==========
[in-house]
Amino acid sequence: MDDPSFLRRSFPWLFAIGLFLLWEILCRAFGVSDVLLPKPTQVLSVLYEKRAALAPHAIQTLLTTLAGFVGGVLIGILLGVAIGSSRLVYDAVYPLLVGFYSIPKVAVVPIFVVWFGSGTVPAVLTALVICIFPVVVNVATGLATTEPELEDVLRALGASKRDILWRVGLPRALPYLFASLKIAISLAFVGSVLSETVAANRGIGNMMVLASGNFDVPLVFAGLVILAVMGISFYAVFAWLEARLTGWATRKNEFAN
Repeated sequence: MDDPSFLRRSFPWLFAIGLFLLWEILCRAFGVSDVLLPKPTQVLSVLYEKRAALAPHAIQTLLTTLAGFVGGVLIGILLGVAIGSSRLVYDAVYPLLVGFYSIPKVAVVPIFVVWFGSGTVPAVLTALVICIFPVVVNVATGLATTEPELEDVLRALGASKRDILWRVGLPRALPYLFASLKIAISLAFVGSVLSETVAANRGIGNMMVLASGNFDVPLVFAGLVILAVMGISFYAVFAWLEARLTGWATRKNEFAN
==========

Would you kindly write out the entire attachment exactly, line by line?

[in-house]
Amino acid sequence: MDDPSFLRRSFPWLFAIGLFLLWEILCRAFGVSDVLLPKPTQVLSVLYEKRAALAPHAIQTLLTTLAGFVGGVLIGILLGVAIGSSRLVYDAVYPLLVGFYSIPKVAVVPIFVVWFGSGTVPAVLTALVICIFPVVVNVATGLATTEPELEDVLRALGASKRDILWRVGLPRALPYLFASLKIAISLAFVGSVLSETVAANRGIGNMMVLASGNFDVPLVFAGLVILAVMGISFYAVFAWLEARLTGWATRKNEFAN
Repeated sequence: MDDPSFLRRSFPWLFAIGLFLLWEILCRAFGVSDVLLPKPTQVLSVLYEKRAALAPHAIQTLLTTLAGFVGGVLIGILLGVAIGSSRLVYDAVYPLLVGFYSIPKVAVVPIFVVWFGSGTVPAVLTALVICIFPVVVNVATGLATTEPELEDVLRALGASKRDILWRVGLPRALPYLFASLKIAISLAFVGSVLSETVAANRGIGNMMVLASGNFDVPLVFAGLVILAVMGISFYAVFAWLEARLTGWATRKNEFAN